Universal health care and the physician shortage

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The presidential candidates are fighting over who would do the most to increase the number of Americans with health insurance and expand access to care. But their plans don’t ensure that there will be enough doctors and nurses will treat all those new patients, argues a report expected to be released later today . . .

. . . And, as the report notes, some in Washington are acting on the issue. Democratic Sen. Joe Biden has proposed increasing medical residency programs in states with low population-to-resident ratios.

The solution is not more residency slots, nor opening more medical schools. This will simply increase the number of specialists, which would not be helpful.

What is needed is to give medical students a real, financial, reason to choose primary care over a specialty. Reforming how physicians are paid, closing the salary disparity between primary care and specialists, and total forgiveness of student loans for those who choose primary care would be a good start.

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  • Anonymous

    Loan forgiveness? I have to disagree. There is no free lunch. Take the handout, and they will own you. Rationalizing payment would be adequate.

    Anyway, what makes you think there will be so many new patients? Uninsured people get a lot of care also. If people don’t have to go to the county clinic, then those clinicians are free to see them whereever they are going.

  • Criminallopath

    If it is a “problem” then why give them a choice. Want to be a provider? You go into primary care. QED.

    Or… we finally get rid of the primary care boondoggle and turn it over to the midlevels. They are going to do the same thing that is being done now… order tests and refer. Heck, one doesn’t even need a midlevel for that.

  • Anonymous

    First of all, you have to be certain there is a problem with primary care access. I don’t believe the public perceives this to be a problem. I do think there are problems in some areas with access to specialists.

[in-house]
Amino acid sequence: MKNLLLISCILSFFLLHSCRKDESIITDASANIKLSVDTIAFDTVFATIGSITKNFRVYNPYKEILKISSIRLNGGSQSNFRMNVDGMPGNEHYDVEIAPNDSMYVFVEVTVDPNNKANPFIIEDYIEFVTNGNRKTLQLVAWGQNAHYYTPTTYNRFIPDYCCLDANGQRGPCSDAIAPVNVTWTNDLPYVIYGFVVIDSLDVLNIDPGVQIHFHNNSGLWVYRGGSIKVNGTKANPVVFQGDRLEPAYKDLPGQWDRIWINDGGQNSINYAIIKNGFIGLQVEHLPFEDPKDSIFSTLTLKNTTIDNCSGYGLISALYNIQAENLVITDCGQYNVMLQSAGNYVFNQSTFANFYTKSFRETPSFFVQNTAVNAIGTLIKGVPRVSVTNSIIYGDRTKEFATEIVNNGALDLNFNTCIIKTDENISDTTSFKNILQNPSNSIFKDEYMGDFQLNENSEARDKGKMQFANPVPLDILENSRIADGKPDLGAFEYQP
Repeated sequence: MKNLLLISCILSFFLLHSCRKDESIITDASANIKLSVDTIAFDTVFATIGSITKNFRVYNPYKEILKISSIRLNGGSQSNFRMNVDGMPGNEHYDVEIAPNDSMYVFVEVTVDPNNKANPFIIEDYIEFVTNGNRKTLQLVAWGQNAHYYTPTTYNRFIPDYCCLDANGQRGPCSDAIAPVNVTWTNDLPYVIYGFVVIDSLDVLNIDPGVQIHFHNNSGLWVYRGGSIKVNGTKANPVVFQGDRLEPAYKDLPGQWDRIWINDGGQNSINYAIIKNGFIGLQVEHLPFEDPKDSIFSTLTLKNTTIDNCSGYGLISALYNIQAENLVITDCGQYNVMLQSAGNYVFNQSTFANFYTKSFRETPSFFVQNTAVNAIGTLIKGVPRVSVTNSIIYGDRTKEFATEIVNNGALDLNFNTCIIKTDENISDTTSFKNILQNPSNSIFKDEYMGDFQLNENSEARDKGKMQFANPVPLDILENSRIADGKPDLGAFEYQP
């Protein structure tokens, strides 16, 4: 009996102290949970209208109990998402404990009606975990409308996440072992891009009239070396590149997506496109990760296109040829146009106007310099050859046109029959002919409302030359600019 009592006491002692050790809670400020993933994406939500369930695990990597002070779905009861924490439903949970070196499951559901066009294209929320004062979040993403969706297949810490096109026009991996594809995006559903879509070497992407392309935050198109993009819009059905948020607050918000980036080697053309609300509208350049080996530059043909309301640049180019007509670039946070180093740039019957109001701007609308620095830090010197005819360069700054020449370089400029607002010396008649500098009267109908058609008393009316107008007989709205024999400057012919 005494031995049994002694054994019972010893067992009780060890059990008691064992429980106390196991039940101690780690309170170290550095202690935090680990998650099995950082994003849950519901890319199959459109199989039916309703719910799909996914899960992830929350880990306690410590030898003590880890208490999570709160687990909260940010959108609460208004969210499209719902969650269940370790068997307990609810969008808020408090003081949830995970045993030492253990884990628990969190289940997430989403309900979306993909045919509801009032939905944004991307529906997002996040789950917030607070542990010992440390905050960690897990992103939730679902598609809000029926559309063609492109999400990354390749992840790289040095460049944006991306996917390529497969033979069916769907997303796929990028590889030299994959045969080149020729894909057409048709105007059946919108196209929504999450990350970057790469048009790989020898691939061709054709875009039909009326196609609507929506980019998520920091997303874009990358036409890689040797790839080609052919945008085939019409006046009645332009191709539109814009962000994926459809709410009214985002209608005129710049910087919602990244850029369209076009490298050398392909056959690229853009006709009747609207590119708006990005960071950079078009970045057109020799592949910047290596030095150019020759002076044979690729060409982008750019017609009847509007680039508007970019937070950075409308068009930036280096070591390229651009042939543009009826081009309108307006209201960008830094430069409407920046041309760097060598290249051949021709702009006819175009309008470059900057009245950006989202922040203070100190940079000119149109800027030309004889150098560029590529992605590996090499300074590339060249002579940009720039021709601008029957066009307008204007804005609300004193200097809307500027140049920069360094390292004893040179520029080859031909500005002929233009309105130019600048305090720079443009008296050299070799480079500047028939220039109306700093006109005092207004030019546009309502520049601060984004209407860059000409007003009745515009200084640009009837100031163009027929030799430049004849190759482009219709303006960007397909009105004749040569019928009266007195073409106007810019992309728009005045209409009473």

Rheumatology, endocrinology, and neurology all come to mind. And please tell me how many choices outside of a major medical center you have for subspecialty care like pediatric neurology or pediatric ophthalmology?

    The fact is that emergency/urgent care clinics and specialists increasingly provide the bulk of medical care. This is true for wealthy and poor alike. Outside of specialist’s offices, more and more care is episodic/acute. And this may be the most cost-efficient situation in many cases.

    Preventative and primary care actually can be very expensive when you factor in all the visits, tests, and medications routinely prescribed for marginal or asymptomatic conditions. So go to the doctors office. Have a cold? Have a Z-pack even if it is a viral illness. When was the last time an antacid was recommended instead of Nexium for heartburn? Until recently, how about some Vioxx for that joint pain rather than a trial of higher dose ibuprofen? Trouble sleeping? Skip the OTC benedryl and move on the your choice of high priced RX. Got Alzheimer’s? Are you sure that costly medication is really helping? And be sure to follow-up adding additional layers of cost. Have you ever wondered how your patients manage to even ingest that long list of medications they tote and just how long they would live without most of them? How cavalier was the physician in prescibing because the patient expected a presciption and/or you needed to get on to the next patient?

    But don’t miss your mammogram, colonoscopy, or prostate exam. And two of these require a specialist.

    We are all going to die; delaying the inevitable while maintaining functionality in an economically justifiable manner is the goal.

  • Anonymous

    “why give them a choice”

    Because freedom is still worth something–even dying for and killing for.

    If you think central planners should dictate occupations, then go live somewhere that operates on that principle.

    Cuba is close and would love to have you.

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